Recovery after Laparoscopic Inguinal / Groin hernia surgery. What to expect?
Author has 30 years’ experience of Laparoscopic surgery. He is a teacher and trainer in United Kingdom, Europe, Middle East and Asia in Gall Bladder disease surgery
Laparoscopic (LS) / Keyhole / Minimal Invasive surgery
Laparoscopic (TEP) / Keyhole / Minimal Invasive surgery allows a patient to have an operation similar to open surgery, with much smaller incisions/ cuts on the skin and through the muscles. Recovery is quicker after Laparoscopic surgery than open surgery.
Needlescopic Laparoscopic surgery (NLS)
In Needlescopic Laparoscopic surgery (NLS) the cuts are even smaller than standard Laparoscopic surgery (LS). Needless to mention that recovery and cosmesis are much better after Needlescopic surgery than standard Laparoscopic surgery.
Mini-Scar-Less (MSL) Laparoscopic Surgery (LS)
Professor Amir Nisar’s Mini-Scar-Less (MSL) Laparoscopic Totally Extra Peritoneal (TEP) surgery for Inguinal hernias has set a new standard in terms of cosmesis and recovery and is better than the traditional Laparoscopic Surgery.
Surgeon’s Log 24 September 2020
In this article Professor Amir Nisar will provide an insight into a patient’s expected recovery journey in most cases after a standard Laparoscopic Inguinal Hernia (TEP) surgery. There may be variations and one will need to be mindful of variations in recovery and should not hesitate consulting the operating surgeon.
Laparoscopic Totally Extra Peritoneal (TEP) groin hernia surgery is the gold standard for groin hernia surgery. This has been well established for nearly 25-30 years.
Open inguinal /groin hernia surgery should ideally be avoided due to some of the risks and complications involved; like chronic groin pain. This has been the recommendation of NICE (National Institute of Clinical Excellence), United Kingdom.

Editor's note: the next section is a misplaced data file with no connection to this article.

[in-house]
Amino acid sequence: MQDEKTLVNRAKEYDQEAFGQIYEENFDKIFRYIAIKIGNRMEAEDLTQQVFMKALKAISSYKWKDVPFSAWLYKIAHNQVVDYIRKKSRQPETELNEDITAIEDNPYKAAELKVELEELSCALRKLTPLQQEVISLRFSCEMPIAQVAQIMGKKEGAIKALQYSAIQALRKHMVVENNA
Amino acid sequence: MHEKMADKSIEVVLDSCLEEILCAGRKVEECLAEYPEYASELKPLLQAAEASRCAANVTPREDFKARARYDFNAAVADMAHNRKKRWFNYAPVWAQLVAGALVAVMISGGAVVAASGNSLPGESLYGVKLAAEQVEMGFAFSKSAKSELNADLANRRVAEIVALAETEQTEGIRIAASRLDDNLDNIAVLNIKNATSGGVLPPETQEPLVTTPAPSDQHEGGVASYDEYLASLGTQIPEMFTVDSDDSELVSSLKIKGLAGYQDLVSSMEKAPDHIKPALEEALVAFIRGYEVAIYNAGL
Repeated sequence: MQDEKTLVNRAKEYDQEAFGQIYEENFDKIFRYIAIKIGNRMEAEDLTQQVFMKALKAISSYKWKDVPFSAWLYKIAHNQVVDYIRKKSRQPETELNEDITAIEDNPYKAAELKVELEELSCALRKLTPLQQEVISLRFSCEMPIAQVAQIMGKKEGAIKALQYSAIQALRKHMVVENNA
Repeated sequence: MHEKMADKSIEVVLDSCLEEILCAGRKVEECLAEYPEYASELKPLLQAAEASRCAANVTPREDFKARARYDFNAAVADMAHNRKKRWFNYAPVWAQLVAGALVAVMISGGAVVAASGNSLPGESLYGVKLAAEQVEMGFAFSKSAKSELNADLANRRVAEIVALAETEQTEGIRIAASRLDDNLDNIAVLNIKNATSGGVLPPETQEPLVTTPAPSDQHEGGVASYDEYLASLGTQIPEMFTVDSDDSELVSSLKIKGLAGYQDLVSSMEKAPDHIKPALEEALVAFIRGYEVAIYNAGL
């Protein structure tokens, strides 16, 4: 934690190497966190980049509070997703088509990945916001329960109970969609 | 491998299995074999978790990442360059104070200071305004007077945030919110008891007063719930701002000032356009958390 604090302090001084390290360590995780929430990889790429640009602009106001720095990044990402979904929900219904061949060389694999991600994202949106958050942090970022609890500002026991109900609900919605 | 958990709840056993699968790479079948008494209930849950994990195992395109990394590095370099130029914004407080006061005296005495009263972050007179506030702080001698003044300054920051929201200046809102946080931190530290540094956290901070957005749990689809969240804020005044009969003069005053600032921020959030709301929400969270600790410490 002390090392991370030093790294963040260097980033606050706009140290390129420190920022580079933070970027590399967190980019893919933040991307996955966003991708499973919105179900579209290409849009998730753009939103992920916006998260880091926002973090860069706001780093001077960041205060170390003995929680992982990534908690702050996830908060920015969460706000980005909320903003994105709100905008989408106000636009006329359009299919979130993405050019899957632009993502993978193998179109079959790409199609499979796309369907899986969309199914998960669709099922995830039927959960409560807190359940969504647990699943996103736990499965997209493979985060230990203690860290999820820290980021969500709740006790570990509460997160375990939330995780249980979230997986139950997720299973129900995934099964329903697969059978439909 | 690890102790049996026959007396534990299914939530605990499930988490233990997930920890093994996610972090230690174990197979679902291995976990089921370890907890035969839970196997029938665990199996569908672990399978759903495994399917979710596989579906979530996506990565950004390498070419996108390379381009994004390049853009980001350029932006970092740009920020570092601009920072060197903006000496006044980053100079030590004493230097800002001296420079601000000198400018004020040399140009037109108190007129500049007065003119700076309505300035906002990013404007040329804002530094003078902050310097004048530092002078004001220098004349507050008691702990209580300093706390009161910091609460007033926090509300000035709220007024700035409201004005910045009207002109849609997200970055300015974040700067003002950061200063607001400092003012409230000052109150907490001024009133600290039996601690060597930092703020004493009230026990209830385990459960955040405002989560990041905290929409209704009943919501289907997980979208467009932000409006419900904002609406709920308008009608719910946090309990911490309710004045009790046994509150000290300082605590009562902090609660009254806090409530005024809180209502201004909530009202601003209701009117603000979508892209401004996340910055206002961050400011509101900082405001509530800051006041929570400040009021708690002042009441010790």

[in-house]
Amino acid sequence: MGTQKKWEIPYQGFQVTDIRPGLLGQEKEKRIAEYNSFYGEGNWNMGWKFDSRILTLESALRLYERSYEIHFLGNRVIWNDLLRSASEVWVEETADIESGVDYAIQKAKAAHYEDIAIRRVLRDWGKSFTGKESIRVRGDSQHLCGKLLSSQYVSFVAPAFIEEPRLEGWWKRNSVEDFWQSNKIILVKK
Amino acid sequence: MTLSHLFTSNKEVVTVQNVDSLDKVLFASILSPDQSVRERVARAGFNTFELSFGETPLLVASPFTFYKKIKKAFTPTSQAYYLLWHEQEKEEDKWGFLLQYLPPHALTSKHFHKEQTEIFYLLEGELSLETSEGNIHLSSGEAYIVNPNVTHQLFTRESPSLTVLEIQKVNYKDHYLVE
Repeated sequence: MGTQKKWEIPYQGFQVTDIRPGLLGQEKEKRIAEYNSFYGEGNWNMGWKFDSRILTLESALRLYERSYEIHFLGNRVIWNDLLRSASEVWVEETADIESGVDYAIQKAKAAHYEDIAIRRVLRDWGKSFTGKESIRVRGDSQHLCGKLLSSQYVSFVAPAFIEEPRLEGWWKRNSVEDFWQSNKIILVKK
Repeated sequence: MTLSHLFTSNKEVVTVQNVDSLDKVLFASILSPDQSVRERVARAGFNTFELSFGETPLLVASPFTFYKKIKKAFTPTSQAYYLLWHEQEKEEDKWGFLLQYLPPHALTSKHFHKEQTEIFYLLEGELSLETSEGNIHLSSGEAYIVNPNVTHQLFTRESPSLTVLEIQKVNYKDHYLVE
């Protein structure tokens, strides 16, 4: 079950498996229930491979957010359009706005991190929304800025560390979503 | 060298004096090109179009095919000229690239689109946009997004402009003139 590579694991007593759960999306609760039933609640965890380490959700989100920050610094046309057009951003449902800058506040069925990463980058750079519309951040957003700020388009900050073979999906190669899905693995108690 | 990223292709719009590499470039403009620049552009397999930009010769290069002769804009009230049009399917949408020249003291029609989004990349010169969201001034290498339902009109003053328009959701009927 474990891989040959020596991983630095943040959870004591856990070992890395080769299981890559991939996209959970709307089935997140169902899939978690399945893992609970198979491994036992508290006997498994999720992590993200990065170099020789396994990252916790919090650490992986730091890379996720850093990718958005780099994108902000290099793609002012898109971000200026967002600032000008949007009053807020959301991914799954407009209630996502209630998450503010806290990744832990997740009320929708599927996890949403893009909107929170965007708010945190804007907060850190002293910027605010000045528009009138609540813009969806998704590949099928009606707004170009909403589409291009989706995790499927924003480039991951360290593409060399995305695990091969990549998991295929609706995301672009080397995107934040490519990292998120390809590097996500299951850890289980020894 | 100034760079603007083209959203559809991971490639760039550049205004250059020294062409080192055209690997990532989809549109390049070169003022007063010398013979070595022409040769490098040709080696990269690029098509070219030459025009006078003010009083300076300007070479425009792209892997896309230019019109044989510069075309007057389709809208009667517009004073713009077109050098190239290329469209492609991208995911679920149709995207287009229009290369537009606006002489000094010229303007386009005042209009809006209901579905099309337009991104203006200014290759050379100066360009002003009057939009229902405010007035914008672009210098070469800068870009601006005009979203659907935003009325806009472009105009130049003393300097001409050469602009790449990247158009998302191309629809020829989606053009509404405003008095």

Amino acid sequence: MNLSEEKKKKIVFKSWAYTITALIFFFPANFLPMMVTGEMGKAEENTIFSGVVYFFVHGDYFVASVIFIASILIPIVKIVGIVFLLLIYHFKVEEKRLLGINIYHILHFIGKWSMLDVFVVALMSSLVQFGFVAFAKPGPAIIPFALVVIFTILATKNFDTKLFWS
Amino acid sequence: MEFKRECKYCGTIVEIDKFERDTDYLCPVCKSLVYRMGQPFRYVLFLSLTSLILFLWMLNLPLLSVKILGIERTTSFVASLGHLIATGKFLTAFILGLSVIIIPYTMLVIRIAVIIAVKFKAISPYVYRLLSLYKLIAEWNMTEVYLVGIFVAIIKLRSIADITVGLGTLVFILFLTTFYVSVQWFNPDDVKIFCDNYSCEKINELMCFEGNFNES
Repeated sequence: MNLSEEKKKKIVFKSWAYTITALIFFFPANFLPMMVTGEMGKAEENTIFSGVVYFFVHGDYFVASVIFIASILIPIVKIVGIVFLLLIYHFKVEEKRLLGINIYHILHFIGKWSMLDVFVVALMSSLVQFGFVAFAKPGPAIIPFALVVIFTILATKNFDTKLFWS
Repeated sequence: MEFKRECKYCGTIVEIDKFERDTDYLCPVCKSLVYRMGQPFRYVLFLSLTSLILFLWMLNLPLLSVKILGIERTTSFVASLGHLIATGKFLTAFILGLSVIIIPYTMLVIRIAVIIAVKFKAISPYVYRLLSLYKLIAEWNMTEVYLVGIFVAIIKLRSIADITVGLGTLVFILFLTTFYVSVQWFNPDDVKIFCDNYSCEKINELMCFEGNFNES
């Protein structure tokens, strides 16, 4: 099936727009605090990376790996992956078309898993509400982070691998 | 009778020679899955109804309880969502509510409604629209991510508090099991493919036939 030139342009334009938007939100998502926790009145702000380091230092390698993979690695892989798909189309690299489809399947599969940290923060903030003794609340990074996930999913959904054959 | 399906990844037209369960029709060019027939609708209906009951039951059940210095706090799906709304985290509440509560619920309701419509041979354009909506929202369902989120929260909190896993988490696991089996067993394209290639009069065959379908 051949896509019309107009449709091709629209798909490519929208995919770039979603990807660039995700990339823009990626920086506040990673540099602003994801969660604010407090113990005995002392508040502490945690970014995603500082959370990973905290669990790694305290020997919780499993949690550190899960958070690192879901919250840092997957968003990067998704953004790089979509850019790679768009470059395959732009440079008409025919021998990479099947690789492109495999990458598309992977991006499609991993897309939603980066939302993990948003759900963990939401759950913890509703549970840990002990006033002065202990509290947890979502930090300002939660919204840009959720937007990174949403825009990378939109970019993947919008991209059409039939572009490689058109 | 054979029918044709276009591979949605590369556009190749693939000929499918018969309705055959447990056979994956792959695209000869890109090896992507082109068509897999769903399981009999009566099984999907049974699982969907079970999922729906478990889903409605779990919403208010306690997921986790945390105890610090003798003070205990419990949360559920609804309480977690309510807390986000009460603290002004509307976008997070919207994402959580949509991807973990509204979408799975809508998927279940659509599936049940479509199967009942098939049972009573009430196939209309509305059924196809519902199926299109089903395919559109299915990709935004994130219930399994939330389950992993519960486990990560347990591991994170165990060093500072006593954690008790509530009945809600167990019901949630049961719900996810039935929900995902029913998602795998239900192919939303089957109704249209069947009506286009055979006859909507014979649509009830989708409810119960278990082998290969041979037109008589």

Standard Laparoscopic Totally Extra Peritoneal (TEP) groin hernia surgery typically has an operative time of 30 minutes to 50 minutes (for one sided or both sided groin / Inguinal hernia under general anaesthetic.
For relatives the overall wait time seems much longer. Patient’s journey to theatre includes, going down to the receiving are in theatre (5-30 minutes stay), anaesthetic time in theatre (10-30 minutes), Positioning of patient and theatre set up (5-15 minutes in theater), Extubation / bringing the patient out of anaesthesia (5-30 minutes), Observation in recovery area (15-45 minutes). Overall time spent in theatre complex is 60 – 180 minutes excluding operating time.
Once patient returns to the ward, he/she still remains sleepy / woozy despite being awake and communicable for another hour or two; depending on the type of anaesthesia and pain killers administered during and after surgery.
The other parameters for recovery are as follows:
- To commence drinking and eating
Generally, 1-2 hours after returning to the ward. One is awake and starts with sips building up to free fluids and diet in a few hours.
Within an hour or two, building up to walking to wash room with supervision and support within four hours. Walks in corridors can be commenced after 4- 5 hours. Sitting on chair outside bed is preferred and recommended. Early mobilisation helps to expedite recovery.
3. Post-operative pain
a.) In an ideal world the pain should be 0/10. However realistically one can expect pain scores of 0-2/10 after Standard Laparoscopic Totally Extra Peritoneal (TEP) groin hernia surgery. Pain is generally in the groin and near belly button / umbilicus.
b.) One expects to have pain and discomfort for 3-6 days after surgery and requires regular pain killers for this period. After this period, only if one gets any further pain then one can continue taking pain killers for a longer period according to their situation.